Chapter Eleven has been titled, "Leveraging Community Initiatives: The Case of Wakfs" wherein the Committee has taken up issues related with wakfs. The "Report" categorically states that, "to attain the objective of putting the Wakf properties to optimum use, fresh institutional support is essential. The importance of stricter monitoring of the Wakf management in general and the vacation of encroachments in particular cannot be over emphasized" [The Sachar Committee Report, Chapter Twelve, p. 224].

After studying conditions of the Muslims, the Sachar committee recommended several steps to be taken up by the Government of India. Before making any remark, positive or otherwise, these recommendations should be examined thoroughly. The "Report" in its Chapter twelve entitled, "Looking Ahead: Perspectives and Recommendations" says tat the outset that, "This report has probed the question of whether different socio-religious categories (SRCs) in India have had an equal chance to reap the benefits of development … but since the mandate of this Committee is primarily on equity, the Report essentially deals with relative deprivation of Muslims vis-ŕ-vis other SRCs in various dimensions of development" [The Sachar Committee Report, Chapter Twelve, p. 237]. Hence, the focus of the Committee is on the deprivation of the Muslims. In the same context, it again says that, "the Committee strongly suggests that the policies to deal with the relative deprivation of the Muslims in the country should sharply focus on inclusive development and mainstreaming of the community while respecting diversity" [The Sachar Committee Report, Chapter Twelve]. It is noteworthy that the report emphasized on, "respecting diversity" which is also in conformity of the Constitution of India. The Sachar Committee has recommended corrective measures in two categories i.e. General Policy to be adopted and specific policy measures [The Sachar Committee Report, Chapter Twelve, pp. 238-244].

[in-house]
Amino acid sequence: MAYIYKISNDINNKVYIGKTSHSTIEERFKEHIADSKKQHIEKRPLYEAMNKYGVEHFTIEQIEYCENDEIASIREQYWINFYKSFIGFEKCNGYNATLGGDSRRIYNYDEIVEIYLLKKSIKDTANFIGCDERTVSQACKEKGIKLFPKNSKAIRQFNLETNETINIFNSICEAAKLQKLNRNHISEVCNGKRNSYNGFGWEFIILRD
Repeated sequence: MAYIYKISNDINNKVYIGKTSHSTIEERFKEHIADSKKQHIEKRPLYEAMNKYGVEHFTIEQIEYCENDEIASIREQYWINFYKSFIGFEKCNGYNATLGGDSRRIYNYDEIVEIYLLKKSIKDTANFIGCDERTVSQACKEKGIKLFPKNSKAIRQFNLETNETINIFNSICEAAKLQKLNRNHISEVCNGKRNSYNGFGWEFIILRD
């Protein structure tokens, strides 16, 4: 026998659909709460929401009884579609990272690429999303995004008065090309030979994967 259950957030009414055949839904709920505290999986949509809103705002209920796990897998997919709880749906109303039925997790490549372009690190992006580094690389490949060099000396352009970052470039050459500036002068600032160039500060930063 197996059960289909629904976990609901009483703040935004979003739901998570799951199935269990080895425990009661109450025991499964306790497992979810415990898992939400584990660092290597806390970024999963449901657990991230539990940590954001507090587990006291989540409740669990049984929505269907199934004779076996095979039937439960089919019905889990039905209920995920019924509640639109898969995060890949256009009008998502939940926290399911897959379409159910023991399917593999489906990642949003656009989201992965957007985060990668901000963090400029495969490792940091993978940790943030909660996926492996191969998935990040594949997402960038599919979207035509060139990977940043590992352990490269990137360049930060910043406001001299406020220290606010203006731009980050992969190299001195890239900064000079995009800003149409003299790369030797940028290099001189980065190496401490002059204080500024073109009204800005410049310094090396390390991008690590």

Within, "General Policy" it recommends –
1. Creation of a National Data Bank (NDB) where all relevant data for various SRCs are maintained.
2. Enhancement of the Legal basis for providing equal opportunities.
3. Establishment of an Equal opportunities Commission (EOC) to look into the grievances of the deprived groups.
4. Enhancement of participation in governance.
5. Establishing a more rational procedure for delimitation of Constituencies.

On "Specific policy" to be adopted by the government, the Committee recommends that –
1. Free and compulsory education upto the age of 14 is the obligation of the government and is critical for the improvements in the educational conditions of Muslims.
2. School textbooks should reflect social diversity.
3. The pre-entry qualification for admission to it is showed be reduced to class VIII and Madarsa educated children should be treated as eligible to such courses.
4. The University Grants Commission should be encouraged to evolve a system where part of the allocation to colleges and universities is linked to the diversity in the population.
5. Hostel facilities to the students of the minorities should be provided on priority basis.
6. The State should run Urdu medium schools.
7. Linkage of the Madarsas with higher secondary school boards and recognition of degrees awarded by them for competitive examinations.